Assemblyman Dario Frommer (D-Burbank) has apparently been approached
by fellow legislators urging him to run for Speaker of the Assembly.
His name, along with a few others, is being bounced around as a
possible successor to Herb J. Wesson Jr. (D-Culver City), who will
step down next year, when his term expires.
“I’m looking at it as a possibility,” Frommer said. “It’s
flattering. It’s a tough job, but I am thinking about it. My primary
job now is that I’m focused on my district.”
Among the official powers of the job, a speaker has the power to
allocate funds for the operation of the Assembly and approve
committee and commission appointments.
Frommer is not the only legislator in the Assembly whose name is
Assembly members Jenny Oropeza (D-Long Beach), Fabian Nunez (D-Los
Angeles) and Joe Nation (D-San Rafael) also have expressed interest
or been tapped for the speakership, said Assemblyman John Longville
(D-San Bernardino). The 48-member Assembly Democratic Caucus will
vote on a new speaker in 2004.
Though the speakership is a powerful position because it allows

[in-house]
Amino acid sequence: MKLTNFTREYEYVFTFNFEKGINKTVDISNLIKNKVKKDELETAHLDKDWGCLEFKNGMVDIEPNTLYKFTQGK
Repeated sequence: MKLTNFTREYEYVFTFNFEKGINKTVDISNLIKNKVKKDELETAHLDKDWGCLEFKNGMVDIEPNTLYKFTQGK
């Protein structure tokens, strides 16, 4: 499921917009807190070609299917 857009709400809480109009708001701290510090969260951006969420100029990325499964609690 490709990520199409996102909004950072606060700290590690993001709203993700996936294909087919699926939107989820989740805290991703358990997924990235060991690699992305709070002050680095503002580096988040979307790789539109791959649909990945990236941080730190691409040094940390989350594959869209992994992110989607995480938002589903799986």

the speaker to bring more resources to his or her home district, it’s
also a challenge to lead an entire caucus, officials said.
“It’s like trying to herd 48 cats,” said Bob Mulholland, campaign
advisor for the state Democratic Party, referring to the 48 Democrats
in the Assembly of 80 lawmakers.
Frommer, whose district spans from Burbank to Eagle Rock, was
elected in 2000. Focusing on environmental and health issues, he was
named 2002’s “Top of the Class” among the Legislature’s most
outstanding freshmen in the California Journal.
“You have to be sensitive to the interests and needs of other
members of the Assembly,” Longville said of a good speaker, while
declining to give an opinion on Frommer. “You can’t take them where
they don’t want to go.”
“Given the political makeup of the Assembly, it is essential that
Democrats choose a speaker who is willing to work with Republican
leadership in the Assembly,” California Republican Party spokeswoman
Karen Henretty said. “Democrats need Republicans to pass the budget,
and it essential that the speaker be willing to work with Republican
Frommer has had to interact with Republicans as a chairman of the
Assembly Committee on Health, where he works with Keith Richman (R-La
“Keith has had a good relationship with Frommer,” said Richman’s
chief of staff, Dan Pellissier. “They seem to get along well.”